Today’s my last day at the LORNet conference in Vancouver, as I have to miss the Friday sessions to attend the fall session of the BC Ed Tech Users Group workshops.
I’ve enjoyed meeting the people at the conference and seeing their work at the poster sessions, but I have really not been enjoying the actual plenary sessions at all. Too much “death-by-powerpoint-no-demos-talk-and-no-show” which anyone who attends academic conferences, especially research-focused academic conferences, has experienced to no end.
It’s pretty easy to complain about this. I won’t go on much more. Alan pretty much has the market cornered on indignation at what a waste most of these sessions are, and I agree. But like Alan, I long to figure out a better model, one which could still preserve all of the good things we like about conferences, and re-invent or do away the bad.
So, here’s my modest proposal. Do away with the formal scheduling of presenting papers altogether. I’m not saying do away with presenting your ideas, but do away with the formal schedule that says “at 2 o’clock everyone should assemble in Room 1400 to hear what’s-his-name drone on about whatever” (sorry, I know I’m sounding dismissive, but there are many hours of my life that I will never get back due to such presentations).
Instead, book spaces with large rooms/halls, and make everyone who wants to present their work do it as a poster session over the course of 1 or 2 days. Offer seating in front of the poster areas if you like, and then let the wisdom of crowds decide which presentations to attend. Make it like the agora in days of yore, with the sages holding forth and the ‘learners’ wandering around till they found the conversation they wanted. See a big group forming and want to find out what the buzz is about – go and find out. Want to stay with that group discussion for the remainder of the conference – great, stay there. No one is coming to your presentation, fine, go to someone else’s, presuade others you have somthing to say, bring them back to your conversation or join the existing one and make it something bigger. Create ways in which people can also connect to these self-forming ‘groups’ via social software – different sessions could have different tags, different chat channels, whatever. Or else pre-create the groups via social software and then have meetups in real space around them. Take the whole conference concept a step futher and adopt a practice like “Open Spaces” whose explicit goal is “to create time and space for people to engage deeply and creatively around issues of concern to them.” Novel idea, eh?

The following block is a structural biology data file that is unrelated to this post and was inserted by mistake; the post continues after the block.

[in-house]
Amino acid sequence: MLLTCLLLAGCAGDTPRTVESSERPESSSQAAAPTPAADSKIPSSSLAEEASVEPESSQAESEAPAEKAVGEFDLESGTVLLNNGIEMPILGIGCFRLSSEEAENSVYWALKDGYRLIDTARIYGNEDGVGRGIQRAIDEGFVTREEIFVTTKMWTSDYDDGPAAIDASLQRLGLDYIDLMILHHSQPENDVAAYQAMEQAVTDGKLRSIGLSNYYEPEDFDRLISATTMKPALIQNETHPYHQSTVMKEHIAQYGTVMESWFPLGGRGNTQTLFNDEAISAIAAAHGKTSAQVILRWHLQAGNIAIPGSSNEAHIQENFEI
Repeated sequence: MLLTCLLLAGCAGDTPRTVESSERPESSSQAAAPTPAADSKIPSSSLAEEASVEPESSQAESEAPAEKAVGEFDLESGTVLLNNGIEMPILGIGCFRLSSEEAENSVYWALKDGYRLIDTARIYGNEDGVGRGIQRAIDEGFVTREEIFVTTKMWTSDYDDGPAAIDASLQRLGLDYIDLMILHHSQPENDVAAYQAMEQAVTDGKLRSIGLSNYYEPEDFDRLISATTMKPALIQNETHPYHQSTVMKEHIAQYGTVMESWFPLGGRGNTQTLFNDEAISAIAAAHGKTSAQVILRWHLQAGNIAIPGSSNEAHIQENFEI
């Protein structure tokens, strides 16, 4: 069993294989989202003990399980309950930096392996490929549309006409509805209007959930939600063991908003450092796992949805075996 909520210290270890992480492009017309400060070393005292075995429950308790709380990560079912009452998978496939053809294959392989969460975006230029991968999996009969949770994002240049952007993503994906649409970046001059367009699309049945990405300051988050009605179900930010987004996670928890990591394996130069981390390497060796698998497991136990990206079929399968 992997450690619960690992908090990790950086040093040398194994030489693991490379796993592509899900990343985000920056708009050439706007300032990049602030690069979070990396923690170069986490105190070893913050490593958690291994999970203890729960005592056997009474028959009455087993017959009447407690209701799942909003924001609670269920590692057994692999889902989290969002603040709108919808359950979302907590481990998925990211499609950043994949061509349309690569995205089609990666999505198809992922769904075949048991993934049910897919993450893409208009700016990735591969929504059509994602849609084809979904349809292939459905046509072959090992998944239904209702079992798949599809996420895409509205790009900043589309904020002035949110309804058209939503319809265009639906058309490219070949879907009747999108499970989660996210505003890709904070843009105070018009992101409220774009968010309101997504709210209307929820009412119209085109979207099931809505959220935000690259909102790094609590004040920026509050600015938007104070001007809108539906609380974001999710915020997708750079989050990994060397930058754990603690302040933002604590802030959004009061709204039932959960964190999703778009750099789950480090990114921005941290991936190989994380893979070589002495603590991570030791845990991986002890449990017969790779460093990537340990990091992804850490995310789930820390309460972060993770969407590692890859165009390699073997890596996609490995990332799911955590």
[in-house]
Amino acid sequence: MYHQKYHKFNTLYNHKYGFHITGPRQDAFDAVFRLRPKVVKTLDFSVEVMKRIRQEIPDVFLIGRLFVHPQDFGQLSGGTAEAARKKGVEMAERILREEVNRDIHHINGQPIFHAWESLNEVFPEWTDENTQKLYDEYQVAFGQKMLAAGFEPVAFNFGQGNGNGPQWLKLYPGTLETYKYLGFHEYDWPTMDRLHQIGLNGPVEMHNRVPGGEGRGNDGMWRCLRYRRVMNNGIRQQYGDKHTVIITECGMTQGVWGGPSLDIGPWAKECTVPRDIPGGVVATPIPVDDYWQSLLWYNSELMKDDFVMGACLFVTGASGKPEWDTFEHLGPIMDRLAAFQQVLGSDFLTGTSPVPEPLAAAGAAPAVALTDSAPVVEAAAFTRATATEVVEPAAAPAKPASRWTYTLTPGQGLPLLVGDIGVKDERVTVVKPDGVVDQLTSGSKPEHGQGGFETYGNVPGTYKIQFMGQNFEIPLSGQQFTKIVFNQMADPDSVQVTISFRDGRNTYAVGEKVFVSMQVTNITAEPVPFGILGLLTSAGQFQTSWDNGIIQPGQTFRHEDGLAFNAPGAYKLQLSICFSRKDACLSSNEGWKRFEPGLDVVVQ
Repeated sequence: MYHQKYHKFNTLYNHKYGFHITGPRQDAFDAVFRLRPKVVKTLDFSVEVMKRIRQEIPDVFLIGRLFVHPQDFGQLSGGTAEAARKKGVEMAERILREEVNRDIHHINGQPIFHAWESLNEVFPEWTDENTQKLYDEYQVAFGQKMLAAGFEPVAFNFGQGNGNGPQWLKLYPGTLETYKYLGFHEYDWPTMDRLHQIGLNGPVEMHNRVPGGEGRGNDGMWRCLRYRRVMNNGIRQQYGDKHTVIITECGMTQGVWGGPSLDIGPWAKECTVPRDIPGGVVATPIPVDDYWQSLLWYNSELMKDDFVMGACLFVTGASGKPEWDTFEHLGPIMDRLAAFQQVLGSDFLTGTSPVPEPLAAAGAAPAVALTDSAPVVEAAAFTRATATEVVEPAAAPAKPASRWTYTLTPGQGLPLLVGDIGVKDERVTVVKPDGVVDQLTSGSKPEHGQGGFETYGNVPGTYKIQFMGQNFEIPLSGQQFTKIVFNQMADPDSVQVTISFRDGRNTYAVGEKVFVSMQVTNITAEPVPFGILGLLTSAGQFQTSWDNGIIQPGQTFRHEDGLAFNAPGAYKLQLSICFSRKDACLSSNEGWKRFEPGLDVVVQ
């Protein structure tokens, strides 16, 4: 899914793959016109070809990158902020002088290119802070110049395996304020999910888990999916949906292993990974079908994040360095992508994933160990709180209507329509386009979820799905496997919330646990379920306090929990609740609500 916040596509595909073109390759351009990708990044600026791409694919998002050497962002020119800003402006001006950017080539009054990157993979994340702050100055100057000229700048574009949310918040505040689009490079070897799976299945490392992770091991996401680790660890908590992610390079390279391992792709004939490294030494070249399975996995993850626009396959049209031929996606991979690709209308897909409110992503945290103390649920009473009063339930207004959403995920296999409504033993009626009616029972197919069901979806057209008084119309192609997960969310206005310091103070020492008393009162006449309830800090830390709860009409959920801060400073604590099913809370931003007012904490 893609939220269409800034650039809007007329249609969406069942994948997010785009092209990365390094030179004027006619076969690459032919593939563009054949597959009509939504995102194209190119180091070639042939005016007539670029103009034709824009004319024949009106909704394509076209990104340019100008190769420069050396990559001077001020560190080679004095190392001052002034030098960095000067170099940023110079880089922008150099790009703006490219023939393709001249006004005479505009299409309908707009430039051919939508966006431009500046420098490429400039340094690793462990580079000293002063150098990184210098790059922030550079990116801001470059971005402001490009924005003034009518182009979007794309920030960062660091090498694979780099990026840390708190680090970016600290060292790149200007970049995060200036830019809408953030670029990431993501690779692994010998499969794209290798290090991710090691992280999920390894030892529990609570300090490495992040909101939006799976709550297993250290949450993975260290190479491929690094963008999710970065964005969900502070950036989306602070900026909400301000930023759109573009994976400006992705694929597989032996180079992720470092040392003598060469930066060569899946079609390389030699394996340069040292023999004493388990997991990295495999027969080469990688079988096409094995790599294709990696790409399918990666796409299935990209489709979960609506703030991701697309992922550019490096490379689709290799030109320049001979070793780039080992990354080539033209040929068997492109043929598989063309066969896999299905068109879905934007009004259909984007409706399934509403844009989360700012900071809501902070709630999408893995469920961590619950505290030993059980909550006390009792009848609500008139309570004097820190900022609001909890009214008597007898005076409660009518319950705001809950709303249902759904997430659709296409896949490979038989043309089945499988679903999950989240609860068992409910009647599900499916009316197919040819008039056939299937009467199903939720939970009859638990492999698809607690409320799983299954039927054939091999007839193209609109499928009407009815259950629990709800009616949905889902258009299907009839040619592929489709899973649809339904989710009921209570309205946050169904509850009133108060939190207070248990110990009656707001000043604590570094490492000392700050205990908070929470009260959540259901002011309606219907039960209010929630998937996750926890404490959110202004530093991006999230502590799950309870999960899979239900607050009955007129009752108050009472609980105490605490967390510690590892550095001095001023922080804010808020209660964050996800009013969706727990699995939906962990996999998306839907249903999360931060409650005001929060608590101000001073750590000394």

But like I said, a ‘modest proposal’ – what would we list on our resumes as a result of such metings? How would we get publication credits? Right, right, I forgot, the reason for conferences is publishing opportunities, not learning and professional development. And you want me to pay me registration fee why exactly? – SWL